1) Say I drove to a party and parked my car in someone's driveway--say a casual work acquaintance. Then got too wasted to drive and took the prudent action of getting a Lyft home. The next morning, I wake up and grab a Lyft back to the party location to get my car. I guarantee you I'm driving my car out of their driveway regardless of whether they're home or not. Jameson was the owner of the car. Confronting her verbally was perfectly legitimate. Pulling a gun on her was way, way ,way, way, way, way, way the fuck out of line. He should be fired. He was off duty, not in uniform. She had no obvious weapon, and was not presenting a danger. There's no way he should have pulled that gun. If I had done that, I'd be charged with assault. A police officer does it and he's acting "lawful and proper." Fuck. The. Police. When police are treated exactly the same as you and me under the law, they'll get my respect. When the Philando Castiles of the country get shot for no reason and the cops walk because they're apparently allowed to murder people with impunity, fuck them and their jackboot thuggery all the way to hell. And if someone is a good cop who doesn't want to get lumped in with the bad, maybe they should reconsider the thin blue line. With that bullshit code keeping them on the inside and real people on the outside, who can tell them apart?

    2) There are a whole host of cultural assumptions rattling around NWA's music. It's far too reductive to just say it "popularizes the image of young black men as thugs, murderers, and thieves" as if American culture itself wasn't complicit in this for literally hundreds of years before NWA. This final entry in a back-and-forth discussion between Jonathan Chait and Ta-Nehisi Coates is illuminating in this regard.

  8. #8
    Secondary Hivemind Nexus Heliocentric's Avatar
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    That was a good read, thank you.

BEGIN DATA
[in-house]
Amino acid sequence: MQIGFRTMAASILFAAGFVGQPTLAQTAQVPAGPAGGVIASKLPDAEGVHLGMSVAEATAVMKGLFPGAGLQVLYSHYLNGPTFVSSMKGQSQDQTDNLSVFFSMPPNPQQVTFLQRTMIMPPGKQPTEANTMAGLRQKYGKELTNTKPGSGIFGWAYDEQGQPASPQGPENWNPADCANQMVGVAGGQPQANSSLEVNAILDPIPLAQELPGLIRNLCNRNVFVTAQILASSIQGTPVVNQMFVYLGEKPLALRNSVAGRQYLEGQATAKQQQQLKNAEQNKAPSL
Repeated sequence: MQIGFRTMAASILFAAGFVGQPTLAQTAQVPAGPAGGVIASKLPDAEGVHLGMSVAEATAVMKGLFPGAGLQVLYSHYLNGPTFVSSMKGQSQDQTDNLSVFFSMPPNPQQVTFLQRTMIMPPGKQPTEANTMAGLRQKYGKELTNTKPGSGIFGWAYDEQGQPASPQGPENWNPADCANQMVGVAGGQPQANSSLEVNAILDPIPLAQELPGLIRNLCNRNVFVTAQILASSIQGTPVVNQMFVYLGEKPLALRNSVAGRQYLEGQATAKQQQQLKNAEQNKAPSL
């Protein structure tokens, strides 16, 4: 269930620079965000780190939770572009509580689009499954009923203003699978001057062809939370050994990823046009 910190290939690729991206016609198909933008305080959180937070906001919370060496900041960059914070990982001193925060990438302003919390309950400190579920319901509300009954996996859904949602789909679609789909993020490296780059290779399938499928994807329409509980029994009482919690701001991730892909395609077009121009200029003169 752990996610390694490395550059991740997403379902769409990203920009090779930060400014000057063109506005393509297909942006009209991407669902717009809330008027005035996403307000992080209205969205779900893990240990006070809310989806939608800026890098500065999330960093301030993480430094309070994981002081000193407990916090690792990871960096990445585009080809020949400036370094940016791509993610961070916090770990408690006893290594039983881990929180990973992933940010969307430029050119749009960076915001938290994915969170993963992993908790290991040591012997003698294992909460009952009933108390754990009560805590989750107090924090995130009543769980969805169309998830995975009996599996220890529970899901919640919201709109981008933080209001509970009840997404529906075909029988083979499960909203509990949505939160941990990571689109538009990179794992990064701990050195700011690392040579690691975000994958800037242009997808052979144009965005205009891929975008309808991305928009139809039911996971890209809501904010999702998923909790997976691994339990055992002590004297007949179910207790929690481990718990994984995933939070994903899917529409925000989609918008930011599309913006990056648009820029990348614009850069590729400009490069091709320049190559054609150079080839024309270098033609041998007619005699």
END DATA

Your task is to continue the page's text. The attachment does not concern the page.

Quote Originally Posted by Matt_W View Post
    2) There are a whole host of cultural assumptions rattling around NWA's music.
    NWA might be the artists, but the product was manufactured by the music industry, and dissent sells to the disenfranchised.

    Cultural artifacts quickly become distasteful unless completely saccharine, but they still matter.
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  9. #9
    Secondary Hivemind Nexus Gus_Smedstad's Avatar
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    Quote Originally Posted by Matt_W View Post
    The next morning, I wake up and grab a Lyft back to the party location to get my car. I guarantee you I'm driving my car out of their driveway regardless of whether they're home or not.
    Inappropriate analogy. You're not going to start by monkeying with the license plates, which is suspicious behavior no matter what Jameson thinks, and it's an unknown person screwing around with a known car.

    This wasn't a car left behind. This was the transfer of ownership of a car. There's a very definite etiquette to that. Regardless of the neighbors, it is not OK to drive away with a car without talking to the owner who parked the car there.

    Jameson does bear some responsibility for putting herself in that position, though she doesn't acknowledge that. The real issue wasn't that Castile confronted her, it's how it was handled after that.

    Quote Originally Posted by Matt_W View Post
    Pulling a gun on her was way, way ,way, way, way, way, way the fuck out of line.
    Can't agree.